Dispatcher-Assisted CPR: Time to Identify Cardiac Arrest and Deliver Chest Compression Instructions
Background—Dispatcher-assisted cardiopulmonary resuscitation (DA-CPR), in which 911 dispatchers provide CPR instructions over the telephone, has been shown to nearly double the rate of bystander CPR. We sought to identify factors that hampered the identification of cardiac arrest by 911 dispatchers and prevented or delayed the provision of DA-CPR chest compressions.
Methods and Results—We reviewed dispatch recordings for 476 out-of-hospital cardiac arrests occurring between January 1, 2011 and December 31, 2011. We found that the dispatcher correctly identified cardiac arrest in 80% of reviewed cases and 92% of cases in which they were able to assess for patient consciousness and breathing. The median time to recognition of the arrest was 75 seconds. Chest compressions following DA-CPR instructions occurred in 62% of cases where the dispatcher had the opportunity to asses for consciousness and breathing and bystander CPR was not already started. The median time to first DA-CPR chest compression was 176 seconds.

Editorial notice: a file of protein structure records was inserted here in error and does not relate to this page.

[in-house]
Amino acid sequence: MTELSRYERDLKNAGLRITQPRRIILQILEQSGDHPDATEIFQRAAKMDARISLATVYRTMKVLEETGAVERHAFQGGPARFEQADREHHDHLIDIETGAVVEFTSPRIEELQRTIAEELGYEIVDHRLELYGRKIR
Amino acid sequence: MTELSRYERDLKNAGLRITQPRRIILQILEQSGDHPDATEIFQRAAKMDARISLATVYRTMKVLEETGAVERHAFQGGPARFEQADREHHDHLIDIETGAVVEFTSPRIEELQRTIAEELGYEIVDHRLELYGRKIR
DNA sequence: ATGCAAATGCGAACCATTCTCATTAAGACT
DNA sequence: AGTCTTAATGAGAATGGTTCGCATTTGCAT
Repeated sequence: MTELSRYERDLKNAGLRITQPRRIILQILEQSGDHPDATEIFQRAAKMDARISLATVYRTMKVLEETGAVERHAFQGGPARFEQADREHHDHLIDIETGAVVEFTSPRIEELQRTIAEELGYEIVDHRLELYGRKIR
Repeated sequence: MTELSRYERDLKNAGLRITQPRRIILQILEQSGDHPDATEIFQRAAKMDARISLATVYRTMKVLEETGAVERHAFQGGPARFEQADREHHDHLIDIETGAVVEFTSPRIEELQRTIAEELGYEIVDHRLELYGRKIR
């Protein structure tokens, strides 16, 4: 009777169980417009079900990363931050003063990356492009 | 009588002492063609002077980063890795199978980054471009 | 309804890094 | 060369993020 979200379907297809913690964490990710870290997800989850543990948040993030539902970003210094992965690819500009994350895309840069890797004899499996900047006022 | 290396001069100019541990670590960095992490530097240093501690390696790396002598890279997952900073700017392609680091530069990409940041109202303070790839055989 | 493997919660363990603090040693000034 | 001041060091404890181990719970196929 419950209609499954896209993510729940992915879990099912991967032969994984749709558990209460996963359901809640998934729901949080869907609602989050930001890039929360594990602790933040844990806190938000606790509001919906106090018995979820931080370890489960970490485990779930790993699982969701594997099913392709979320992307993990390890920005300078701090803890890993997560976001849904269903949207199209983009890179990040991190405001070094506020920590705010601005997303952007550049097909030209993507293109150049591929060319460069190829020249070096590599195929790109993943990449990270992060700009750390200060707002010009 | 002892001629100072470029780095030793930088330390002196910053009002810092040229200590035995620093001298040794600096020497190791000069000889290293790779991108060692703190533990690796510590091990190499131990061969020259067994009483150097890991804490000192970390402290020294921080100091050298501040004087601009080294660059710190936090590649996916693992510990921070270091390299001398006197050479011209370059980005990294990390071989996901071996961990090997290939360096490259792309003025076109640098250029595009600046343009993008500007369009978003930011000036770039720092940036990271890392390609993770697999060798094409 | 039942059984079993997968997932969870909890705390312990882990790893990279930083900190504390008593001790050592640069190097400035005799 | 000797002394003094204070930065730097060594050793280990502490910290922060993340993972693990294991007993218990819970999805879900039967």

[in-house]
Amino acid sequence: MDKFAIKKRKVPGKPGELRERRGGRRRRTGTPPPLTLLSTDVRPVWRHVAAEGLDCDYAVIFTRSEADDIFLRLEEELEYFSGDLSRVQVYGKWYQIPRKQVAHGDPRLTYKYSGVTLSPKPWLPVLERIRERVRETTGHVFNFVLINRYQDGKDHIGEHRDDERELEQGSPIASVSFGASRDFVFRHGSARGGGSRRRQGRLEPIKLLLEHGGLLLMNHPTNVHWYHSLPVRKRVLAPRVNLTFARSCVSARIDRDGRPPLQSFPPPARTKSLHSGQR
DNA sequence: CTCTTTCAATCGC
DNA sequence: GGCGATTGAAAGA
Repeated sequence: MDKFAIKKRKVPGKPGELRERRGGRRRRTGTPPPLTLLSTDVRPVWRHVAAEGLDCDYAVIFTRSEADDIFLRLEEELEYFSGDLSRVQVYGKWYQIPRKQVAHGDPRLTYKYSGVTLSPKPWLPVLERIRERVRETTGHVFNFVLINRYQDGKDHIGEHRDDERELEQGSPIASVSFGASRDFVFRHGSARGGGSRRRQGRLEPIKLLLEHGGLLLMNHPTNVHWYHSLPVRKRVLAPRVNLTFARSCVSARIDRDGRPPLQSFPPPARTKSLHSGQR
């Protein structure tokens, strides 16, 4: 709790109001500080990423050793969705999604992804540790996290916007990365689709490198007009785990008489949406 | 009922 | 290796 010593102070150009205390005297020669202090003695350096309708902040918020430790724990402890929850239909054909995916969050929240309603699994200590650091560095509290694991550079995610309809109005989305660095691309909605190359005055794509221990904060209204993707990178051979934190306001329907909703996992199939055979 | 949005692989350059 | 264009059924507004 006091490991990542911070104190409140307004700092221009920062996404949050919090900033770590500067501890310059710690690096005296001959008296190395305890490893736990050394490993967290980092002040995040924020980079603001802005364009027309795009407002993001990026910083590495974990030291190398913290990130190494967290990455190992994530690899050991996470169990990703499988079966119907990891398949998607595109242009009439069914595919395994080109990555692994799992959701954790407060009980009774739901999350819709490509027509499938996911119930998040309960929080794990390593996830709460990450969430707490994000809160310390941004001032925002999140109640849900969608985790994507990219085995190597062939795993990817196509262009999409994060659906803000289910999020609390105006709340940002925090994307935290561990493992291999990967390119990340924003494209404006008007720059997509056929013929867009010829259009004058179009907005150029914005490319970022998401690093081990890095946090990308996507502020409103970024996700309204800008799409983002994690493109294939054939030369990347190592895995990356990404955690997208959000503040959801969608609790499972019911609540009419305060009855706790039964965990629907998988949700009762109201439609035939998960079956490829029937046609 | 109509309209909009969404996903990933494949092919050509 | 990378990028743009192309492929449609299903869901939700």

Conclusions—Dispatchers are able to accurately diagnose cardiac arrest over the telephone, but recognition is likely not possible in all circumstances. In some cases, recognition of cardiac arrest may be improved through training in the detection of agonal respirations. Delays in the delivery of DA-CPR chest compressions are common and due to a mixture of dispatcher behavior and factors beyond the control of the dispatcher. Performance standards for the successful and quick recognition of cardiac arrest and delivery of first chest compressions should be adopted as metrics against which EMS systems can measure their performance.
- Received March 15, 2013.
- Revision received July 17, 2013.
- Accepted July 30, 2013.